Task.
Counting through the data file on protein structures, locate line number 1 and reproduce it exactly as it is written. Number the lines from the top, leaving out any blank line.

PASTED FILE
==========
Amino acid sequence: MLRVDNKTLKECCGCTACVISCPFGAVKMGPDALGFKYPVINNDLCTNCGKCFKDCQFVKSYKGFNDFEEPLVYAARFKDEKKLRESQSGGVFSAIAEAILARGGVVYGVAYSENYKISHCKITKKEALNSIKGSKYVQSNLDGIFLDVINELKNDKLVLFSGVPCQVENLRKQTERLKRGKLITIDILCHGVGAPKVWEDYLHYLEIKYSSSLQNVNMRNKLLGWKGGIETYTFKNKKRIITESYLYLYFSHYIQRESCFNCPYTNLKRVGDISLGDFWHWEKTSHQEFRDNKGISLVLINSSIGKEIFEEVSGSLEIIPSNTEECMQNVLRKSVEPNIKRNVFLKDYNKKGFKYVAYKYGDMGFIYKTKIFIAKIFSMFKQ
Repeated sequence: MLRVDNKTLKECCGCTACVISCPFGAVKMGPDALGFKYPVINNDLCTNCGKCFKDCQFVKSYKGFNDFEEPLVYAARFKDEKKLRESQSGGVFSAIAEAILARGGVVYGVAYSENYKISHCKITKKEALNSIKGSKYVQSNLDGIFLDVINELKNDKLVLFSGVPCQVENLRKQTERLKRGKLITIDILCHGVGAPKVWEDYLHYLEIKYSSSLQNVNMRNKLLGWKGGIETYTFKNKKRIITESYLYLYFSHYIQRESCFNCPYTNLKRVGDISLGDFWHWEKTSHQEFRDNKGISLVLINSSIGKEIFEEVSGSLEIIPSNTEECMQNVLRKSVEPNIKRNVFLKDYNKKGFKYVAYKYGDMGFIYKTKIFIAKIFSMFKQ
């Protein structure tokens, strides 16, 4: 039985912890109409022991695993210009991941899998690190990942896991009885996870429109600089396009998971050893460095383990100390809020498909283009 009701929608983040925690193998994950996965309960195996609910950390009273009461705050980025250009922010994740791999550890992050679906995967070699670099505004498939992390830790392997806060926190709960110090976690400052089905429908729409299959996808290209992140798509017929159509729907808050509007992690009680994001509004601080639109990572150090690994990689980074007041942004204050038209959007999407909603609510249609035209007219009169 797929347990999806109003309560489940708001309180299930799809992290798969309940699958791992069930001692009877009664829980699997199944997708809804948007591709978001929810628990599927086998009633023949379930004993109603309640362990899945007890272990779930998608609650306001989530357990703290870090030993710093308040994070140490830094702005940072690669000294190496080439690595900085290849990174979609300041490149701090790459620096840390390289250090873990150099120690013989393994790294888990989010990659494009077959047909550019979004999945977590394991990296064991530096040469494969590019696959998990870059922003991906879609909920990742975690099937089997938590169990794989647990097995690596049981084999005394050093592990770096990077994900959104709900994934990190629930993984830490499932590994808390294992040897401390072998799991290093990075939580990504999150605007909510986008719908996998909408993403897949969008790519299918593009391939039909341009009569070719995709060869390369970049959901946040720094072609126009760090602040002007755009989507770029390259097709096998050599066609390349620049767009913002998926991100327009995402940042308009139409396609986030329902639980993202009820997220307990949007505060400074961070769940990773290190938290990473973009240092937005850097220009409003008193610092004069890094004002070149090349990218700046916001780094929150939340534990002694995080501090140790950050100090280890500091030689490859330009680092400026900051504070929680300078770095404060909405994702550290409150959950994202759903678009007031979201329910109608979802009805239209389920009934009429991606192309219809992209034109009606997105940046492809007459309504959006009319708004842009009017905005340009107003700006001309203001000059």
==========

Amino acid sequence: MLRVDNKTLKECCGCTACVISCPFGAVKMGPDALGFKYPVINNDLCTNCGKCFKDCQFVKSYKGFNDFEEPLVYAARFKDEKKLRESQSGGVFSAIAEAILARGGVVYGVAYSENYKISHCKITKKEALNSIKGSKYVQSNLDGIFLDVINELKNDKLVLFSGVPCQVENLRKQTERLKRGKLITIDILCHGVGAPKVWEDYLHYLEIKYSSSLQNVNMRNKLLGWKGGIETYTFKNKKRIITESYLYLYFSHYIQRESCFNCPYTNLKRVGDISLGDFWHWEKTSHQEFRDNKGISLVLINSSIGKEIFEEVSGSLEIIPSNTEECMQNVLRKSVEPNIKRNVFLKDYNKKGFKYVAYKYGDMGFIYKTKIFIAKIFSMFKQ